scientific and biblical data in a metaphysical complementarity model?
     
    > > On the other hand - having God provide huge amounts of information when
    > > and where needed doesn't strike me as very inelegant. Doesn't Scripture
    > > tell us He creates [bara'] individual human beings (Is. 43:7), who are
    > > fathered and borne by natural procreation? Ps. 139:13 gives a similar
    > > idea, and v.16 includes the individual's life history. What does God do
    > > here? Nothing? In scientific language, an individual's personality and
    > > life history is conditioned by his or her genome, some as yet poorly
    > > understood epigenetics, and many even less well understood aspects of
    > > the environment, whereas theological language adds God's providence. If
    > > God is responsible for an individual's personality (not sin, of course),
    > > wouldn't it be by means of some kind of (non-coercive, not violating any
    > > physical law) hidden intervention in a huge number of details like
    > > selecting, during meiosis, whether gene xyz of the ovum-to-be comes from
    > > the mother's or the father's side, or letting a C-14 atom decay near a
    > > given cytidylic residue at a given moment, etc.? No highly improbable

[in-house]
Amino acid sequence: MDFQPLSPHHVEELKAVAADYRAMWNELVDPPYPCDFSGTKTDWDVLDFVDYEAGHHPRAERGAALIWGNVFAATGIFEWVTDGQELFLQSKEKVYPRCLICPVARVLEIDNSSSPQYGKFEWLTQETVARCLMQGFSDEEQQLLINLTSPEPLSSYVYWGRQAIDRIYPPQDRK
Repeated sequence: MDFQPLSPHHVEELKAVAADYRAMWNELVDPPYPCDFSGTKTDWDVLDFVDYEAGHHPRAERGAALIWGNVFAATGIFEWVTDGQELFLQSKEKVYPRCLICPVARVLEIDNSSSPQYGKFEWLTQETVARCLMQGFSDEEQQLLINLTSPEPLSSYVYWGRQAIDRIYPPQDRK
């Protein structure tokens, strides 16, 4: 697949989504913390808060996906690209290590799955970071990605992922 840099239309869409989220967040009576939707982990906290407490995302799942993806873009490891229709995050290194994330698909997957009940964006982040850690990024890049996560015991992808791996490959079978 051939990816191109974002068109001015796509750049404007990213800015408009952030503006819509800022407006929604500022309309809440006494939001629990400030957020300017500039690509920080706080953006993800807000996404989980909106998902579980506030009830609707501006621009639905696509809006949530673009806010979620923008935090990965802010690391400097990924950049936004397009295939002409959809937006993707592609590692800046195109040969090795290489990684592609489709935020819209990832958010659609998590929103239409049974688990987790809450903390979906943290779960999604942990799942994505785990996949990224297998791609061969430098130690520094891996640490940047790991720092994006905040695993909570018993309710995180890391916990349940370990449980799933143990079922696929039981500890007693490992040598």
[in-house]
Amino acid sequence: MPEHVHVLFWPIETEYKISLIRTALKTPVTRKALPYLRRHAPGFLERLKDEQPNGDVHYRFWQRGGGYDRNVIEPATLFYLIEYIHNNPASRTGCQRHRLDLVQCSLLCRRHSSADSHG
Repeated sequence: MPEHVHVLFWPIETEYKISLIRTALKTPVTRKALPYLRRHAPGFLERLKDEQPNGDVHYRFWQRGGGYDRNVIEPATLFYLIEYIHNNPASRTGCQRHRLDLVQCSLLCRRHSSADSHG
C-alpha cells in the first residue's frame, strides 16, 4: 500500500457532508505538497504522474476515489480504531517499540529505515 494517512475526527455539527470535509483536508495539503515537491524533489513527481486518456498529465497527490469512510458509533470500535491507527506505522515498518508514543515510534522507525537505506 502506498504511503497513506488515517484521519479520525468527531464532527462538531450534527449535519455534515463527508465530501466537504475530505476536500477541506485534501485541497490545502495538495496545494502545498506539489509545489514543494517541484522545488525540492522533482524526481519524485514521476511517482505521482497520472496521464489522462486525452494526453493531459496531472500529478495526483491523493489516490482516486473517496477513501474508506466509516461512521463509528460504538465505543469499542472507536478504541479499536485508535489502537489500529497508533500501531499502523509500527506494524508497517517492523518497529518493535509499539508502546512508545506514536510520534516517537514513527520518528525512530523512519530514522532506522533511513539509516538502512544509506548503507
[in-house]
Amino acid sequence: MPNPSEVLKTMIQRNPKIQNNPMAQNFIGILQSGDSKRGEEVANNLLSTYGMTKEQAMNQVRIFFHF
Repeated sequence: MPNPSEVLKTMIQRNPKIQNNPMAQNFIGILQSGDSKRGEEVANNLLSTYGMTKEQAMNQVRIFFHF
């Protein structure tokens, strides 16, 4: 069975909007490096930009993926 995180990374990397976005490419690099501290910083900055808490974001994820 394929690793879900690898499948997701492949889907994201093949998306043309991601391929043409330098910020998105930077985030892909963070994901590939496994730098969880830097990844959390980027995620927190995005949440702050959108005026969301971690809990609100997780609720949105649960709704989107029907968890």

> > elementary events need be implied, the improbability arising from the
    > > large number of bifurcation events composing the influence in question,
    > > be it in the creation of an individual human being, or in the evolution
    > > of a novel functionality.
    >
    > God is the creator of everything - human beings, but also C-12 atoms,
    > H2O molecules & stars.
    > Scientifically we understand how nonliving things come into being a lot better
    > than we do for living things. Theologically there is no reason to think that
    > the origin of living systems requires direct & unmediated divine action any more
    > than does than of non-living ones.

    I agree, there is no theological reason to ask for such divine action.
    The only reason I speculate about such action is the scientific data,
    which appear to exclude the possibility of spontaneous generation of
    biological information. At least, there is no plausible scenario, much
    less a fully formulated theory describing it. I am amazed at the
    confidence of many that the origin of humans can, in principle, be
    explained on the same basis as that of C-12 atoms, H2O molecules &
    stars. My suggestion of God's way of doing it is neither a scientific or
    god-of-the-gaps theory, nor any kind of theological proposal, but simply
    a metaphysical attempt at harmonizing what we know from science and from
    Scripture.

    Peter Ruest

    -- 
    Dr Peter Ruest, <pruest@dplanet.ch>
    CH-3148 Lanzenhaeusern, Switzerland
    Biochemistry - Creation and evolution
    -----------------------------------------------------------------
    Creative providence in biology (Gen.2:3):
    "..the work which God created (in order) to (actively) evolve it"